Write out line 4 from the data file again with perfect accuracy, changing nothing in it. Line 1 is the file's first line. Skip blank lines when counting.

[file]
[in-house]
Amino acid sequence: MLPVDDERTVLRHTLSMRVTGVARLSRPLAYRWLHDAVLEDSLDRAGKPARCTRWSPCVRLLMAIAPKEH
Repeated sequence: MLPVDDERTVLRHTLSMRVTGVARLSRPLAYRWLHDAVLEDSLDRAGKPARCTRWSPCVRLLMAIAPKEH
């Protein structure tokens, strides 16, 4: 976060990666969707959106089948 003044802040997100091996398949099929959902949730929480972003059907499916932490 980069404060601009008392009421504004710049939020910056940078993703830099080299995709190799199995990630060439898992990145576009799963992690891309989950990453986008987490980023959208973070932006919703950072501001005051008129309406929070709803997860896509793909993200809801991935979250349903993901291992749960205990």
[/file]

């Protein structure tokens, strides 16, 4: 976060990666969707959106089948 003044802040997100091996398949099929959902949730929480972003059907499916932490 980069404060601009008392009421504004710049939020910056940078993703830099080299995709190799199995990630060439898992990145576009799963992690891309989950990453986008987490980023959208973070932006919703950072501001005051008129309406929070709803997860896509793909993200809801991935979250349903993901291992749960205990």